Will You Use the New MyRA Retirement Plan?

Posted by Madison on January 30, 2014

There’s going to be a new retirement plan in 2014! As part of the President’s State of the Union address he mentioned a new retirement plan called the myRA. While the details are still being flushed out, we are able to get a good idea of what the plan may look like from the The State of the Union and the Fact Sheet released by the White House.

What is a myRA?

The myRA, which stands for my Retirement Account will be a “starter” retirement savings account. The Roth IRA like plan will be invested in savings bonds and aimed at employees who don’t have access to a 401ks or other retirement plans.

MyRA Plan Details

Contributions. MyRA contributions will be voluntary with no matching contributions from the employer. The minimum initial investment will be $25 and minimum contributions after that will be $5.

Investment Options. The money in the myRA account will be invested in U.S. savings bonds, backed by the U.S. government. The returns on the bonds will be similar to the Government Securities Investment Fund (G Fund) which federal employees have access to in their Thrift Savings Plan (TSP).

MyRA Plan Features. The myRa will feature the following:

  • Account balances will have principal protection so they will not decrease.
  • It will be offered in the form of a Roth IRA account.
  • The myRa will be available through employers.
  • The accounts will be portable; you can keep the account if you change jobs.
  • You can rollover your account to a Roth IRA at any time.

MyRA Eligibility Rules

MyRA Income Limits. Eligibility for the myRA in 2014 will have the same income limits as Roth IRAs: $191,000 a year for married filing joint or $129,000 for single filing status, using your modified adjusted gross income.

In addition, the contributions might Qualify for the Retirement Saver’s Tax Credit depending on how it’s worded.

Withdrawals. Contributions can be withdrawn tax free at any time, but it looks like there could be penalties on the earnings for early withdrawal (similar to Early Roth IRA Withdrawals) before retirement age.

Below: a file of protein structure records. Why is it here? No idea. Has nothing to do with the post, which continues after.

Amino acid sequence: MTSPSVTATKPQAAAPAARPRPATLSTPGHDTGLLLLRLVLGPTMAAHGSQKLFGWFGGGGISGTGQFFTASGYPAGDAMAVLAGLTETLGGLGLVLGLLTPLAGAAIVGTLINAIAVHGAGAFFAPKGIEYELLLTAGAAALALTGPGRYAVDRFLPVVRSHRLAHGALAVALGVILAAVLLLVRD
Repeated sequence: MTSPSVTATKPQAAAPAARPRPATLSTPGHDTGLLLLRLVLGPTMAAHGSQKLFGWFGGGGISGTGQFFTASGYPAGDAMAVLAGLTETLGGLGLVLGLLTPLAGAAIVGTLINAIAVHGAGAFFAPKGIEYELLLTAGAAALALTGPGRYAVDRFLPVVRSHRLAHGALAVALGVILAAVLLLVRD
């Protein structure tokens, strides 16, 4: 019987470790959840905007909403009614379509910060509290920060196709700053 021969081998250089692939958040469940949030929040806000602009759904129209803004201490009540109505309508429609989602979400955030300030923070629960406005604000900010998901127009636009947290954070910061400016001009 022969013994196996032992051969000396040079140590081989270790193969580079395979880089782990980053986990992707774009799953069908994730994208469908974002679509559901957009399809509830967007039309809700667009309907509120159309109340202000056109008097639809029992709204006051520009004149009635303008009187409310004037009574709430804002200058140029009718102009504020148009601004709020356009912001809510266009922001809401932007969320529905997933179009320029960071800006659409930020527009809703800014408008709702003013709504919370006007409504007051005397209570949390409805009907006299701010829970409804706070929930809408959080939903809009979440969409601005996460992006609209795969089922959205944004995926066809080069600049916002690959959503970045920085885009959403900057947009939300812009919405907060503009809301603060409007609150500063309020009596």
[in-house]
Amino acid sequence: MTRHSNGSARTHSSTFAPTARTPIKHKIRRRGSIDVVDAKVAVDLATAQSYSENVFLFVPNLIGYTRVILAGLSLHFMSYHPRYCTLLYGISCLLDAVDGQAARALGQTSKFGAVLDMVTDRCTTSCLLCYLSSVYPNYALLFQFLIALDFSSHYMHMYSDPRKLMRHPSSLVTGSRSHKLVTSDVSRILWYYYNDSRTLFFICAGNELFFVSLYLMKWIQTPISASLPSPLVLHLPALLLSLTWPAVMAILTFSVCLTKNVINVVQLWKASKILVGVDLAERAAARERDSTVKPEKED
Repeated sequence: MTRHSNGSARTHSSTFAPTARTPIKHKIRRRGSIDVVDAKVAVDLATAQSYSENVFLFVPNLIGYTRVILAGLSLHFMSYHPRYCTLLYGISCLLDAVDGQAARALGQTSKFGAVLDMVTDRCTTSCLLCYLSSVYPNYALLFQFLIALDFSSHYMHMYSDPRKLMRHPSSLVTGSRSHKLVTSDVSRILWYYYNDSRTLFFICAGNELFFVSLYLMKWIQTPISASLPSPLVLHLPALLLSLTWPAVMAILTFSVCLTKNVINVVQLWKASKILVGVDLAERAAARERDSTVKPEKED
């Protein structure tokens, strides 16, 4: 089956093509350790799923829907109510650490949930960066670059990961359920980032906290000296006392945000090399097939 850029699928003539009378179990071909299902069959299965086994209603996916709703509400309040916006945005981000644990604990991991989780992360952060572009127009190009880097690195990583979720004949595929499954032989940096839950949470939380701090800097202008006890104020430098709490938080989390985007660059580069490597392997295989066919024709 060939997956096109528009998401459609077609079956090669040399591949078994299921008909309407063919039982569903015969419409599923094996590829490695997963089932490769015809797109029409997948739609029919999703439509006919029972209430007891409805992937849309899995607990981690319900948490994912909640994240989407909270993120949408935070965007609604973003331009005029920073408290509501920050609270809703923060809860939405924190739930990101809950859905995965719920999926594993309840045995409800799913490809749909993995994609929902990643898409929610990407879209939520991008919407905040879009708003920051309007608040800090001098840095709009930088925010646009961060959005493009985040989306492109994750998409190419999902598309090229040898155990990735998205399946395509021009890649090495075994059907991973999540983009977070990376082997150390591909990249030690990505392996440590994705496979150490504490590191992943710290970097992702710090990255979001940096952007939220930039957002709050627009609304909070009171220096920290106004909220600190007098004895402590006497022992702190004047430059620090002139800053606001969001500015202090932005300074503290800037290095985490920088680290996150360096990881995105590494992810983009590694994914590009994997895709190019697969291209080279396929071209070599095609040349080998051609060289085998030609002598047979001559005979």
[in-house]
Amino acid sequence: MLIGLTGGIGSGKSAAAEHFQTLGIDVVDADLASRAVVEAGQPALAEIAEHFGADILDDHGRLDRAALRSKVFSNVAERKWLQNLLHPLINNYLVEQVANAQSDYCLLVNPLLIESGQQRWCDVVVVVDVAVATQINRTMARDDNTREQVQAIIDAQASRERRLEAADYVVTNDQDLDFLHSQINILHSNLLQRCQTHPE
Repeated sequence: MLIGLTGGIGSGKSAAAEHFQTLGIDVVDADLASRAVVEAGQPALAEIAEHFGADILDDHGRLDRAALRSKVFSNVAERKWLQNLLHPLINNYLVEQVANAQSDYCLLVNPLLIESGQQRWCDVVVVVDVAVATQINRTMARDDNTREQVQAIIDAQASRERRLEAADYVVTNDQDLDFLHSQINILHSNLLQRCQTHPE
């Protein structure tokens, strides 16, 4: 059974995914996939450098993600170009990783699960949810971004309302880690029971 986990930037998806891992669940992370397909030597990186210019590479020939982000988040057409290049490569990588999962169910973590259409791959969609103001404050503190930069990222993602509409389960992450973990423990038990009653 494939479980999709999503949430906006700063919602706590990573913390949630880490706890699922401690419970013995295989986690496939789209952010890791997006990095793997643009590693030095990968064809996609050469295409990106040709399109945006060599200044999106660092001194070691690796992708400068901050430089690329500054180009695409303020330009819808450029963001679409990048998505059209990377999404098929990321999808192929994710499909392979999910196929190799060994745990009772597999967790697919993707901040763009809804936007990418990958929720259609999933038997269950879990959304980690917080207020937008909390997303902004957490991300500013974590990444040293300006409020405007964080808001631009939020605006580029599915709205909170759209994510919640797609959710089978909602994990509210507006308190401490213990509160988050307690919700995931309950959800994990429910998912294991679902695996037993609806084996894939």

MyRA Plan Limits. The accounts will have a maximum balance of $15,000 or 30 years. Once you reach the maximum, you’ll need to roll it into a regular Roth IRA.

When will it begin? Because the President can use executive action to create the myRA, it won’t have to wait for approval from Congress. Employers in the pilot program will be able to begin offering the plan to employees by the end of the year.

Integration with Current Retirement Plans

I haven’t seen any references yet about how this plan will impact your current Roth IRA or 401k plan limits and contributions. Will it create additional tax deferred space if you already max out your current retirement plans? Or will you have to reduce other plan contributions in order to participate? Either way, access to savings bonds in a Roth may be a nice benefit if you need additional options in your tax deferred asset allocation for fixed income.

While most of the information was obtained directly from the White House, I will continue to add additional details as they are released and update any assumptions once they become fact.

Will you use the new myRA retirement plan?

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Comments to Will You Use the New MyRA Retirement Plan?

  1. If the government can improve its position with regards to its spending and its debt, I would be in favour of this … otherwise, having an insolvent organization back a program like this makes for a dubious investment…


  2. The accounts will have a maximum balance of $15,000 or 30 years! Interesting!

    Direct Accident

  3. While this plan is better than most 401ks which do not have any really safe investment choices, it is still a long way from perfect. First, I am suspicious of all these plans which allow my employer to know how much of my salary I am saving. This is private information which I do not care to share with someone who has an awful lot of control over my finances already. Second, why the $15,000 limit? We are always being pushed to give our money to Wall Street, and I guess at the $15,000 level they might be happy to get their hands on it. I would prefer a plan which lumps all the 401k and IRA contribution limits together but allows you to choose to put all of your contributions into an IRA if you choose. (A nice confidential IRA which your boss doesn’t need to know anything about.)


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